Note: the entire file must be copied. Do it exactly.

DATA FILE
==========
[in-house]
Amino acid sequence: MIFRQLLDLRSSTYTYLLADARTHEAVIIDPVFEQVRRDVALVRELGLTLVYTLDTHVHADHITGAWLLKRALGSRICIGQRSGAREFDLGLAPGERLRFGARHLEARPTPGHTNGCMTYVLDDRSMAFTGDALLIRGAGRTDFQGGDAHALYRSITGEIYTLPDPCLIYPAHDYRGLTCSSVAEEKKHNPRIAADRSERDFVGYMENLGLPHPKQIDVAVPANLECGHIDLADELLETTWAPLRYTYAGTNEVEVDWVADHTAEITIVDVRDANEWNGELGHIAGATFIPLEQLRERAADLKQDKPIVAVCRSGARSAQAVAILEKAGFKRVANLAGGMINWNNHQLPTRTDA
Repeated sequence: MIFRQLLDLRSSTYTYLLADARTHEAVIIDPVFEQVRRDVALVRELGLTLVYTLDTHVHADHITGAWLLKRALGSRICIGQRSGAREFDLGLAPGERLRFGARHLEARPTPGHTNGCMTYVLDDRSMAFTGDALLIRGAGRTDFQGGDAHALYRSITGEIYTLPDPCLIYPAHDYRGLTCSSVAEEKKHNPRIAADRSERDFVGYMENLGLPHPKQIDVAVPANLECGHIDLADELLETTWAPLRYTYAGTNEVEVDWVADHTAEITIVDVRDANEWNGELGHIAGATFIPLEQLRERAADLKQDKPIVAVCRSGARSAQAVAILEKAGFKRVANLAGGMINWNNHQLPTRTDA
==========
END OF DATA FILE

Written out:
[in-house]
Amino acid sequence: MIFRQLLDLRSSTYTYLLADARTHEAVIIDPVFEQVRRDVALVRELGLTLVYTLDTHVHADHITGAWLLKRALGSRICIGQRSGAREFDLGLAPGERLRFGARHLEARPTPGHTNGCMTYVLDDRSMAFTGDALLIRGAGRTDFQGGDAHALYRSITGEIYTLPDPCLIYPAHDYRGLTCSSVAEEKKHNPRIAADRSERDFVGYMENLGLPHPKQIDVAVPANLECGHIDLADELLETTWAPLRYTYAGTNEVEVDWVADHTAEITIVDVRDANEWNGELGHIAGATFIPLEQLRERAADLKQDKPIVAVCRSGARSAQAVAILEKAGFKRVANLAGGMINWNNHQLPTRTDA
Repeated sequence: MIFRQLLDLRSSTYTYLLADARTHEAVIIDPVFEQVRRDVALVRELGLTLVYTLDTHVHADHITGAWLLKRALGSRICIGQRSGAREFDLGLAPGERLRFGARHLEARPTPGHTNGCMTYVLDDRSMAFTGDALLIRGAGRTDFQGGDAHALYRSITGEIYTLPDPCLIYPAHDYRGLTCSSVAEEKKHNPRIAADRSERDFVGYMENLGLPHPKQIDVAVPANLECGHIDLADELLETTWAPLRYTYAGTNEVEVDWVADHTAEITIVDVRDANEWNGELGHIAGATFIPLEQLRERAADLKQDKPIVAVCRSGARSAQAVAILEKAGFKRVANLAGGMINWNNHQLPTRTDA